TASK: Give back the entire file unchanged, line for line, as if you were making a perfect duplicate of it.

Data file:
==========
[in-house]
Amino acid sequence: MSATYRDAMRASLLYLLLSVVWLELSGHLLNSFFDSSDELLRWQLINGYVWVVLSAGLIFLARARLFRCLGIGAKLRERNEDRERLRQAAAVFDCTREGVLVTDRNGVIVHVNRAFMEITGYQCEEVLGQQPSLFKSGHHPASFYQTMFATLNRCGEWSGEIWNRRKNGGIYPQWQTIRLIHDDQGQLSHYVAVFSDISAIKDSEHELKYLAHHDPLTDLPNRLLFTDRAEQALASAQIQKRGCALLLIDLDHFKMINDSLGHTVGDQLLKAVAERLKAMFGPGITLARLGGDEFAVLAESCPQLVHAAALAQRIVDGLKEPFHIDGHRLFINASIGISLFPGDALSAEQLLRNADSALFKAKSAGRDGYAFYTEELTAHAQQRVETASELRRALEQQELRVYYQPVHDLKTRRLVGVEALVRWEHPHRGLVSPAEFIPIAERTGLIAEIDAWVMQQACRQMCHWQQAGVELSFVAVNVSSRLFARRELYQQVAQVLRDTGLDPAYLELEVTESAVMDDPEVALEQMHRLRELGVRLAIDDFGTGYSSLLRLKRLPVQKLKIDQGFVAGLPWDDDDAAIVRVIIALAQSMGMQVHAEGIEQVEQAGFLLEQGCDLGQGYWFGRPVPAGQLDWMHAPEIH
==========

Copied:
[in-house]
Amino acid sequence: MSATYRDAMRASLLYLLLSVVWLELSGHLLNSFFDSSDELLRWQLINGYVWVVLSAGLIFLARARLFRCLGIGAKLRERNEDRERLRQAAAVFDCTREGVLVTDRNGVIVHVNRAFMEITGYQCEEVLGQQPSLFKSGHHPASFYQTMFATLNRCGEWSGEIWNRRKNGGIYPQWQTIRLIHDDQGQLSHYVAVFSDISAIKDSEHELKYLAHHDPLTDLPNRLLFTDRAEQALASAQIQKRGCALLLIDLDHFKMINDSLGHTVGDQLLKAVAERLKAMFGPGITLARLGGDEFAVLAESCPQLVHAAALAQRIVDGLKEPFHIDGHRLFINASIGISLFPGDALSAEQLLRNADSALFKAKSAGRDGYAFYTEELTAHAQQRVETASELRRALEQQELRVYYQPVHDLKTRRLVGVEALVRWEHPHRGLVSPAEFIPIAERTGLIAEIDAWVMQQACRQMCHWQQAGVELSFVAVNVSSRLFARRELYQQVAQVLRDTGLDPAYLELEVTESAVMDDPEVALEQMHRLRELGVRLAIDDFGTGYSSLLRLKRLPVQKLKIDQGFVAGLPWDDDDAAIVRVIIALAQSMGMQVHAEGIEQVEQAGFLLEQGCDLGQGYWFGRPVPAGQLDWMHAPEIH